2. What is the theoretical (assuming optimal play from both sides) equity
of the starting position?
3. Assume Player A deviates from optimal strategy by doubling if and only
if the current score is +30. What is the practical equity of the starting
position then?
4. How much does Player A's deviation from perfect play cost him on average
per game?
Now put yourself in the position of a bot that knows the optimal strategy
and observes the game, not knowing Player A's complete strategy, but noting
the wrong plays that follow from the strategy.
5. (a) At which points in the game does Player A, following the nonoptimal
strategy, blunder away theoretical equity by making a wrong play?
(b) How much equity does each of these wrong plays lose?
6. How often will the opportunity for Player A to make a wrong (equity
losing) play arise in a game? Compute both an average value (a) and a
distribution (b).
7. Verify that the average number of blunder opportunities (6a) times the
cost of a blunder (7b) equals the total cost of Player A's misguided
strategy (4).


Bob Koca writes:
> 1. What is the optimal strategy for both players?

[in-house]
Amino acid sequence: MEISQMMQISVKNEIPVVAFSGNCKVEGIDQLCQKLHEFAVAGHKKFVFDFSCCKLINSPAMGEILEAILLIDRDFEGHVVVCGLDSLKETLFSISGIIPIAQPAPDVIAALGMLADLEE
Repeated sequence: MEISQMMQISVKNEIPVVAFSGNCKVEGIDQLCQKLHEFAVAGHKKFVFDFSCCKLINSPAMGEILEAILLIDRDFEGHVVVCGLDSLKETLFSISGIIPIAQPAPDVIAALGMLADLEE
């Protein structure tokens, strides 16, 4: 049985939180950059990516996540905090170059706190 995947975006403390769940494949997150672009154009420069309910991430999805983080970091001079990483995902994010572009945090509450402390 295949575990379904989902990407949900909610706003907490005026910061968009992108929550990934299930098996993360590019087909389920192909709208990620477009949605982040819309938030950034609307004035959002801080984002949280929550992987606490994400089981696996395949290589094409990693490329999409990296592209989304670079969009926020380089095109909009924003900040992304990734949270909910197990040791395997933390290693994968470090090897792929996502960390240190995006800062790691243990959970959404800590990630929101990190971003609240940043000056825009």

Player A doubles at +25 at which point B has an optional take/pass. That is
because B is then has the required 1/4 winning chance. A does not double
before then as there is no market loss.
> 2. What is the theoretical (assuming optimal play from both sides) equity
> of the starting position?
A has +1/3 equity. Going from 50 to +25 is 75 and A starts 2/3 of the way
there. 2/3  1/3 = 1/3.
> 3. Assume Player A deviates from optimal strategy by doubling if and only
> if the current score is +30. What is the practical equity of the starting
> position then?
A wins 50/80 of the games for an equity of +1/4.
> 4. How much does Player A's deviation from perfect play cost him on
> average per game?
1/3  1/4 = 1/12
> Now put yourself in the position of a bot that knows the optimal strategy
> and observes the game, not knowing Player A's complete strategy, but
> noting the wrong plays that follow from the strategy.
>
> 5. (a) At which points in the game does Player A, following the
> nonoptimal strategy, blunder away theoretical equity by making a
> wrong play?
> (b) How much equity does each of these wrong plays lose?
Only when the game is at exactly 25 does A lose equity. Values below +25
are a nodouble and values above +25 are an optional double. The cash is
not lost in the next sequence.
At +25 B's has an optional take/pass. Let's suppose he would pass. Then the
equity lost by not doubling at +25 is 1/2 the equity lost by the game
reaching 24 (if it reaches +26 it is a cash anyways). At +24, A's
theoretical equity is 74/75  1/75 = 73/75, a loss of 2/75. So failing to
double at +25 costs 1/75 equity.
> 6. How often will the opportunity for Player A to make a wrong (equity
> losing) play arise in a game? Compute both an average value (a) and a
> distribution (b).
It happens at least once in 2/3rds of the games. Suppose that the game is